Originally Posted by

**Moo** I realise that in the steps that would follow what I did, there would be some problems because of absolute values... I don't know if it is possible to solve them, but it makes the proof less simple

There is not really a problem ; for the lower bound, you can write

$\displaystyle P(X_n+Y_n\leq x)\geq P(X_n\leq x-\delta,|Y_n|\leq\delta)$ $\displaystyle =P(X_n\leq x-\delta)-P(X_n\leq x-\delta, |Y_n|>\delta)\geq P(X_n\leq x-\delta)-P(|Y_n|>\delta).$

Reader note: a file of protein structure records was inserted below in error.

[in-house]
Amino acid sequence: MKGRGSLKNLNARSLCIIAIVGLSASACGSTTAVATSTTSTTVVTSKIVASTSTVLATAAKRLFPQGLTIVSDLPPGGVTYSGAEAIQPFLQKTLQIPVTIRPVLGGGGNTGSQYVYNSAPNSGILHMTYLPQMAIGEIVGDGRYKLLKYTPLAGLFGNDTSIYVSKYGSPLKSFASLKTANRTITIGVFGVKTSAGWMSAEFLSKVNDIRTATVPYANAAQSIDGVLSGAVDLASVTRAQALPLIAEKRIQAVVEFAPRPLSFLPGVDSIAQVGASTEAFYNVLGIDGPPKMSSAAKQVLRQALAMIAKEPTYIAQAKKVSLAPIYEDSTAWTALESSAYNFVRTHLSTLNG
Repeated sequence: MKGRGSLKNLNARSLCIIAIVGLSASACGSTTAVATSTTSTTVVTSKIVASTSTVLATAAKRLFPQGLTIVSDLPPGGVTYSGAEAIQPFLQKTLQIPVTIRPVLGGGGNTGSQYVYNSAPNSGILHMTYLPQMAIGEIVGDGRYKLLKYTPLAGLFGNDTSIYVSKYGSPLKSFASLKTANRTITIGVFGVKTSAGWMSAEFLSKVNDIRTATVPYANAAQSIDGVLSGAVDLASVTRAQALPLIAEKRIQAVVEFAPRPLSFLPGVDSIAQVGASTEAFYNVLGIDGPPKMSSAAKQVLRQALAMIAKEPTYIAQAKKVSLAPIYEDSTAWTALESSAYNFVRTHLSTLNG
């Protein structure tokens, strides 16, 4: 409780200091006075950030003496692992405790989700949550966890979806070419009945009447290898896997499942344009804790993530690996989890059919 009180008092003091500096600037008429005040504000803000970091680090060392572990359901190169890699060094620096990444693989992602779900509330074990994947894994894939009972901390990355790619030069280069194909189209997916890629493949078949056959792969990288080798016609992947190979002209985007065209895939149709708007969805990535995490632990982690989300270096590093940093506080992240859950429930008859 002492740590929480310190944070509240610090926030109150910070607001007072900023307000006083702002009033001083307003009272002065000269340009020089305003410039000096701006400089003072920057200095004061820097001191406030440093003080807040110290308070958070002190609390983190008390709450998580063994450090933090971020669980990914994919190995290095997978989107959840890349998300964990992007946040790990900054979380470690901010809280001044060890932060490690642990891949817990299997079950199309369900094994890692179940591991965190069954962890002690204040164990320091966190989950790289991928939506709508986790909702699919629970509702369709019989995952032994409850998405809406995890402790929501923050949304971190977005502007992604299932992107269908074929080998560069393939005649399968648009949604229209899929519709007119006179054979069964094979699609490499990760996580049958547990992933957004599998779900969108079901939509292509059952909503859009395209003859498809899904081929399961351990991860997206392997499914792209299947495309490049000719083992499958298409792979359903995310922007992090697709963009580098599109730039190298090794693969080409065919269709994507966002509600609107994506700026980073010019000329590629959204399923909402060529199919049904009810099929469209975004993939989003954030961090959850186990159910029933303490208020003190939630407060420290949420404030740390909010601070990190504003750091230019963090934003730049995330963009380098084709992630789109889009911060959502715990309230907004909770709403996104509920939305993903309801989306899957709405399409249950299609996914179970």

Then for both the lower and the upper bound, let $\displaystyle \varepsilon>0$ and use the fact that $\displaystyle F_X$ is continuous at $\displaystyle x$ (we prove convergence only at those points $\displaystyle x$) to choose $\displaystyle \delta$ such that $\displaystyle |F_X(x)-F_X(x\pm\delta)|\leq\varepsilon$. In addition, for $\displaystyle n$ large enough, $\displaystyle F_{X_n}(x\pm\delta)$ is close from $\displaystyle F_X(x\pm\delta)$ (it requires that $\displaystyle F_X$ is continuous at $\displaystyle x\pm\delta$ to say that, so we should choose $\displaystyle \delta$ accordingly; there only countably many bad choices so it's OK), and $\displaystyle P(|Y_n|>\delta)$ is small. That should do.